A hyperinfectious delta variant of coronavirus is currently responsible for about one-fifth of Covid-19 cases in the United States, and its prevalence has doubled in the last two weeks, health officials said on Tuesday. Stated.
The first delta identified in India was several “Variant of concern, Designated by the US Centers for Disease Control and Prevention and the World Health Organization. It is spreading rapidly to India and the United Kingdom.
Its appearance in the United States is not surprising. And with more vaccinations and fewer cases of Covid-19, it’s unclear how much problems Delta will cause here. Still, its rapid rise has raised concerns that it may jeopardize the country’s progress in defeating the pandemic.
“Delta mutants are currently the greatest threat in the United States to attempts to eliminate Covid-19,” Dr. Anthony S. Forch, a leading infectious disease expert in the United States, said in a briefing. The good news is that US-approved vaccines work against mutants. “We have the tools,” he said. “Let’s use them to crush the outbreak.”
Here are answers to common questions about Delta variants:
Why are people worried about delta variants?
Formerly known as B.1.617.2, Delta is considered to be the most contagious variant to date, than both the original strain of the virus and the alpha variant first identified in the United Kingdom. Also spreads easily.The public health authorities there are Delta Increased infectivity by 50% Accurate estimates of its infectivity vary, but better than alpha.
Other evidence suggests that mutants may be able to partially evade antibodies produced in the body after coronavirus infection or vaccination. Mutants may also reduce the effectiveness of certain monoclonal antibody therapies. CDC note..
delta It can also cause A more serious illness. A Recent Scottish studiesFor example, we found that people infected with the delta variant were about twice as likely to be hospitalized as those infected with alpha. But uncertainty remains, scientists said.
Dr. Michael Osterholm, director of the University of Minnesota Center for Infectious Diseases Research Policy, said:
Where is it spreading?
Delta was first identified in the United States in March. Alpha remains the most popular variant here, but Delta is rapidly becoming popular. In early April, Delta accounted for only 0.1% of US cases, According to the CDC.. By early May, variants accounted for 1.3% of cases, and by early June that number had jumped to 9.5%. A few days ago, the estimate reached 20.6%, Dr. Fauci said in a briefing.
Do I have to worry if I am vaccinated?
Experts say that Delta variants are unlikely to pose a significant risk to fully vaccinated people.
“If you’re fully vaccinated, I’m not worried about it,” said Dr. Ashish K. Jar, Dean of the Faculty of Public Health at Brown University.
According to a recent study, the Pfizer-BioNTech vaccine was 88% effective in protecting against delta-induced symptomatic disease, roughly consistent with 93% effective against alpha variants. However, the study found that a single dose of the vaccine was only 33 percent effective against Delta.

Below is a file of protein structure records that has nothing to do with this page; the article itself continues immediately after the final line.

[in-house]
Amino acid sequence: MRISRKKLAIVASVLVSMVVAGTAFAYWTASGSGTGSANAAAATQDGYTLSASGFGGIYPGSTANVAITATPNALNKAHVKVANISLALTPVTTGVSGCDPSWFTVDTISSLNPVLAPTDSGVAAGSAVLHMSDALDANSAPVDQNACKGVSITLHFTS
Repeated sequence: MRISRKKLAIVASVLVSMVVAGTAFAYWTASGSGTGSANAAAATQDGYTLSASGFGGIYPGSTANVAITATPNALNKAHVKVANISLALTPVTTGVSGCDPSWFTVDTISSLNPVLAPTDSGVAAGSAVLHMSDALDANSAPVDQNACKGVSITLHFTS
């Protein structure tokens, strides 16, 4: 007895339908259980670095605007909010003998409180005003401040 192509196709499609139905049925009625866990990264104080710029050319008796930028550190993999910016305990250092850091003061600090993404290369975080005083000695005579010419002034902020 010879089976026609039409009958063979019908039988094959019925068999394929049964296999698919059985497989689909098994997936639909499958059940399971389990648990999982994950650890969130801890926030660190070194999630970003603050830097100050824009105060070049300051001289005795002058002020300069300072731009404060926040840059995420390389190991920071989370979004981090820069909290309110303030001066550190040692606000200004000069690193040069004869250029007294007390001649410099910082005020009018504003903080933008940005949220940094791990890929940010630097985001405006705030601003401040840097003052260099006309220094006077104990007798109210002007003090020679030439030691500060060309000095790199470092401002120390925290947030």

Dr. Peter Hotez, Dean of the National School of Tropical Medicine at Baylor College of Medicine, said: “But the protection provided by a single dose appears to be low. Of course, if you are not vaccinated at all, consider it a high risk.”
He said Delta is likely to infect a “majority” of unvaccinated people.
Will it cause a new surge?
Pandemics are declining in the United States, and cases, hospitalizations, and deaths are all on the decline. CDC director Rochelle Walensky said in a briefing on Tuesday that the average number of cases over a seven-day period was about 10,350 per day, the lowest since March 2020. “These numbers show the extraordinary progress we have made against formidable enemies,” she said.
Therefore, while delta may account for an increasing proportion of cases, it is not yet clear whether it will increase the total number of cases.
“We’re vaccinated enough to prevent it, so I don’t think we’ll see another big national surge in the United States,” said Dr. Osterholm.
Still, vaccination rates are very uneven and low in certain states and demographic groups. Delta may contribute to outbreaks in the South, Where vaccinations are delayed, Or Among young people People who are less likely to be vaccinated than older people.
Justin Lessler, an infectious disease epidemiologist at Johns Hopkins University, said: “But even in those states, and certainly nationally, we probably haven’t returned to the numbers we saw last winter.”
Still, he said it could extend our path from the pandemic. “It continues to be sluggish,” he said.
what can I do?
Get vaccinated. If you have already been vaccinated, encourage your family, friends and neighbors to be vaccinated. Vaccination may slow the spread of all variants and reduce the likelihood of new and more dangerous variants emerging.
Saskia Popescu, an infectious disease epidemiologist at George Mason University, said: “That is, it really is to ensure local, national and global immunization.”
Covid’s Delta Variant: What We Know
Source link Covid’s Delta Variant: What We Know